There has been much confusion about PaaS in that many vendors call their offerings PaaS, but they can be very different in their approach. We are looking at PaaS through the lens of building enterprise and mission applications for the federal government. Some of the key distinguishing characteristics of a PaaS offering we look at closely are how well integrated their offering is and how easily you can build applications by focusing on your specific business logic and leveraging sophisticated software to handle things like case management, analytics, and collaboration. Some PaaS offerings allow you to provision many different combinations of software layers. Amazon Web Services and Microsoft Azure are examples of this. Others, like Salesforce.com’s Force.com platform provides one pre-integrated service that puts emphasis on pre-built functionality and easy of building new applications, where you focus on your business logic.
The Federal Government is adopting new approaches to IT at a historic pace. The long-standing trust in the large software and services vendors is vanishing rapidly under the realization that the Government was oversold licenses they didn’t need or use, and is now being burdened by massive operations and maintenance costs for armies of resources running stacks of hardware and software. This is leaving almost no funds for true modernization and has driven an upsurge in interest and guidance on new approaches to IT. Two areas that are gaining significant traction are PaaS and Open Source Software. Which is the right answer to solving these longstanding problems? In this FAQ I tackle the biggest issues: Cost and Security.
As the Federal IT community embraces FITARA and the modernization of Federal IT, the GSA moved to support Agencies by establishing a groundbreaking contract for Salesforce related services. Six awardees, including Phase One, were named by GSA to the $503M Salesforce Implementation, Integration, and Support Services (SIISS) Blanket Purchase Agreement (BPA). This multiple-award, government-wide BPA consolidates the government’s Salesforce technical development, operations and maintenance, and implementation strategy requirements into one procurement vehicle.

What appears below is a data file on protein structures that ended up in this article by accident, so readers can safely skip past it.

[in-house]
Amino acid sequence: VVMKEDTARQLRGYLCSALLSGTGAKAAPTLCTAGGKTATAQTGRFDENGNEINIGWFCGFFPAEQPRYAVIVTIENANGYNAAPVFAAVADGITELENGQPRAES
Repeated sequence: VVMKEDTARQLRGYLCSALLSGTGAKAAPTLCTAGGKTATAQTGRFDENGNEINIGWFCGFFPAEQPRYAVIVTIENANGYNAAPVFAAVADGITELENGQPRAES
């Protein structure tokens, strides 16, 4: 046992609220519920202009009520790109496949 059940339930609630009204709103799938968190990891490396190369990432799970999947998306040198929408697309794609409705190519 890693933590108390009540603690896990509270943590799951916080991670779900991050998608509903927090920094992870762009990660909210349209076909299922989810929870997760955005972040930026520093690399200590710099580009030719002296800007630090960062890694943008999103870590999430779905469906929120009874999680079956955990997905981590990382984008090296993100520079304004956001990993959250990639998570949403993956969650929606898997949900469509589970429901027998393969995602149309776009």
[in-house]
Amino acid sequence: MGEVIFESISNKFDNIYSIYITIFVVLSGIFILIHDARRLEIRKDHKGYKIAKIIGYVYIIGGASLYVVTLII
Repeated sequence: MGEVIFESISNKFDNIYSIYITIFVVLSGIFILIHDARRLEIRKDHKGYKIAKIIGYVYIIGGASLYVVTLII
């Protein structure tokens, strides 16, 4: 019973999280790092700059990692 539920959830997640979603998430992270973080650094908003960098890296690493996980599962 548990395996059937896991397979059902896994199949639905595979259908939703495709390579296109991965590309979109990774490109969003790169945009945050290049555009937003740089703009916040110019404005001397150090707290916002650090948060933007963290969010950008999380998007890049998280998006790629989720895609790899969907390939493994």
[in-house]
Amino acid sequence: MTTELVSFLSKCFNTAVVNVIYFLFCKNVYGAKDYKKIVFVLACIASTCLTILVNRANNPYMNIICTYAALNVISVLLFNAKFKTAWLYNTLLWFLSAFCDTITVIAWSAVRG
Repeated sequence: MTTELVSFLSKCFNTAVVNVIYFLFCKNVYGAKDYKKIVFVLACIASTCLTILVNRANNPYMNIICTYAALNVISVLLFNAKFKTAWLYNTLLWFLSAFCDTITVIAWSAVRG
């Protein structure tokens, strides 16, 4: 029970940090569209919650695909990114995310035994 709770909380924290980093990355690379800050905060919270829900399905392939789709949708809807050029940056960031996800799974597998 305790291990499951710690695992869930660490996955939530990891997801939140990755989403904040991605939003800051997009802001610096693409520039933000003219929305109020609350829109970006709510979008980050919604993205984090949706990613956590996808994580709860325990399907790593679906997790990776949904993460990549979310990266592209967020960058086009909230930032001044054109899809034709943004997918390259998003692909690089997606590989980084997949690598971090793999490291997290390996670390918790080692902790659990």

The state of Federal IT is untenable...just ask Tony Scott, Federal CIO. Agencies are drowning in the unbelievably high percentage of their budgets that go to just keeping the IT lights on. This category of "operations and maintenance" or "O&M" is projected to be over 77% of the overall Federal IT budget. In seven major Federal Agencies, this O&M number is over 90% of their respective IT budgets. In many instances, these applications are aging, high risk, riddled with security vulnerabilities, and don't adequately support the Agency's missions. How can Agencies deliver better IT solutions for their missions, when they can barely afford their legacy solutions?
Phase One is excited to announce that we have reached Gold Level Salesforce Consulting Partner Status. This catapults Phase One into a small handful of companies with this status and similar expertise in the federal sector. This achievement is the direct result of everyone’s hard work across the firm, and we would like to thank everyone involved. With this new status, we are even more prepared to bring platform as a service (PaaS) solutions to our current (and new!) customers. Phase One has been investing in our capabilities with PaaS for several years—most recently with Salesforce—and it’s great to see these investments pay off.
According to Thomas Charuhas, Chief Solutions Officer, “Our focus has been on using the power of the Salesforce platform to modernize real mission-execution areas for our federal customers, and this Gold Level certification is a natural extension of that. Reaching Gold shows our partners that Phase One has a unique mix of management consulting and technical expertise to provide full-lifecycle solutions."
In our long history as trusted advisors to federal executives at over 40 agencies, we have been asked many questions pertaining to new technology products and trends. It is no secret that we are advocating platform as a service (PaaS) as a future for modernizing legacy applications and achieving significant return on investments. We are helping our clients move to a new era of much lower O&M costs, rapid solution delivery time, and improved user experience. Salesforce is an industry leader in the PaaS world, and we are wholeheartedly advocating for and implementing Salesforce solutions.
However, the PaaS world can seem like a radical departure from the traditional, legacy way of building and running systems and has raised questions that we have seen time and again by our federal IT executive clients wanting to embrace the new world while avoiding any potential pitfalls.
Here are some of the questions that are frequently asked around the Salesforce.com platform pertaining to customer data stored in the Salesforce cloud.
For decades, software developers have struggled with the most efficient and effective means of managing software teams to deploy software that meets defined user requirements. In 2001, the Manifesto for Agile Software Development was published.
Unfortunately, in many circles Agile was used to justify a lack of planning. In these companies, Agencies, and industries; there has been an explosion of individual projects with little strategy and planning driving the integration of the many pieces to achieve the big picture goals. In short, the intent behind Agile has been misinterpreted, and organizations are paying the price.
The reality is that the authors of the Manifesto for Agile Software Development were not against planning. They were just against plans that never got used. In fact, they just wanted to focus more on the outcomes than the process ... makes sense!